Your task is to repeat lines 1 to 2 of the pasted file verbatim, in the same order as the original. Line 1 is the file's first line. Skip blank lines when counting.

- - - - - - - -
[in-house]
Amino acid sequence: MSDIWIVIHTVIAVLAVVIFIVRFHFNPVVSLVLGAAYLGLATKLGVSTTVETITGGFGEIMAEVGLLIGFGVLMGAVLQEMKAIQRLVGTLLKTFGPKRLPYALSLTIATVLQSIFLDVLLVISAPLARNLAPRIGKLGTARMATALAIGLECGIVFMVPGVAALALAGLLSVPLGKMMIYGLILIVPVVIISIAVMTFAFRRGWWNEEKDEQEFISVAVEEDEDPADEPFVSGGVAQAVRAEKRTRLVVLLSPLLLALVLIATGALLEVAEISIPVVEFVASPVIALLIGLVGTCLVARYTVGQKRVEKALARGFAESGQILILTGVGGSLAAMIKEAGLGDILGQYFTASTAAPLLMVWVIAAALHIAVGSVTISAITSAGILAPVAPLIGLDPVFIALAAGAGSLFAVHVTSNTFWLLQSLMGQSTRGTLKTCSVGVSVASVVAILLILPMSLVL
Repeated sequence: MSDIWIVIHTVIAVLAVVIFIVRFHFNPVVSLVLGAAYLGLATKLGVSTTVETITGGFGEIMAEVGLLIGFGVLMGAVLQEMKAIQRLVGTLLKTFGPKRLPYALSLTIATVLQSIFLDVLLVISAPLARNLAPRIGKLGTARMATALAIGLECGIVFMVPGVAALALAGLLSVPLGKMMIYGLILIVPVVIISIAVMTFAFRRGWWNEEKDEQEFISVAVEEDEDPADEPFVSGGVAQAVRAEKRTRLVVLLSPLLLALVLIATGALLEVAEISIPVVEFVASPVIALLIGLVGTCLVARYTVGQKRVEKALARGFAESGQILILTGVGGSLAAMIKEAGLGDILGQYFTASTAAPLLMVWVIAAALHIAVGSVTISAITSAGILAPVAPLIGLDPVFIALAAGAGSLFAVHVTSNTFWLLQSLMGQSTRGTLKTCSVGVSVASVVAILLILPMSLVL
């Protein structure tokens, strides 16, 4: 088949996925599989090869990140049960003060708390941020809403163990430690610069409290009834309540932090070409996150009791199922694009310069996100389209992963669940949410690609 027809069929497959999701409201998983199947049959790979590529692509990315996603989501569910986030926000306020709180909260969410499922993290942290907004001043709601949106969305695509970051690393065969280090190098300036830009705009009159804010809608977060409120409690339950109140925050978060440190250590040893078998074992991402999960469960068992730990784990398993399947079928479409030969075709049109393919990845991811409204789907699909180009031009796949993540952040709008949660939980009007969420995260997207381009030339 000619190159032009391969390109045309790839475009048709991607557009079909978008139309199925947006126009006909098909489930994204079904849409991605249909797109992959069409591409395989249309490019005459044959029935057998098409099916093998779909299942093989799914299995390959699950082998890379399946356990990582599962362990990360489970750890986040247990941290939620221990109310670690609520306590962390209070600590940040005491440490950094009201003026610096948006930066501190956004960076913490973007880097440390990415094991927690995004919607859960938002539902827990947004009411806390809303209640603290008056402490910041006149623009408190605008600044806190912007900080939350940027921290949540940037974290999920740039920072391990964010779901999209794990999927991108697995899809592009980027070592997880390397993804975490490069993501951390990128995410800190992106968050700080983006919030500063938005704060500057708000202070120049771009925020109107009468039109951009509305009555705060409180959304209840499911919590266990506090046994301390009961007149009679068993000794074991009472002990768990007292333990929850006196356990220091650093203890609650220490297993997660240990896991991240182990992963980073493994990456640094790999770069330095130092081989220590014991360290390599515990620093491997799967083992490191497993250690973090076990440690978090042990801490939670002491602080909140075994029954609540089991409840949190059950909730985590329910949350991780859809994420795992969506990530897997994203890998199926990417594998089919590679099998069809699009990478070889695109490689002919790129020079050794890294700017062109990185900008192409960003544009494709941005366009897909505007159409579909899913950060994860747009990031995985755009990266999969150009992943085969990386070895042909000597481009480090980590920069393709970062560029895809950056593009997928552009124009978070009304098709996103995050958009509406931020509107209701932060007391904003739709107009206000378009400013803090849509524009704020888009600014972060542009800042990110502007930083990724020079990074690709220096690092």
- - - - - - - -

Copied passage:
[in-house]
Amino acid sequence: MSDIWIVIHTVIAVLAVVIFIVRFHFNPVVSLVLGAAYLGLATKLGVSTTVETITGGFGEIMAEVGLLIGFGVLMGAVLQEMKAIQRLVGTLLKTFGPKRLPYALSLTIATVLQSIFLDVLLVISAPLARNLAPRIGKLGTARMATALAIGLECGIVFMVPGVAALALAGLLSVPLGKMMIYGLILIVPVVIISIAVMTFAFRRGWWNEEKDEQEFISVAVEEDEDPADEPFVSGGVAQAVRAEKRTRLVVLLSPLLLALVLIATGALLEVAEISIPVVEFVASPVIALLIGLVGTCLVARYTVGQKRVEKALARGFAESGQILILTGVGGSLAAMIKEAGLGDILGQYFTASTAAPLLMVWVIAAALHIAVGSVTISAITSAGILAPVAPLIGLDPVFIALAAGAGSLFAVHVTSNTFWLLQSLMGQSTRGTLKTCSVGVSVASVVAILLILPMSLVL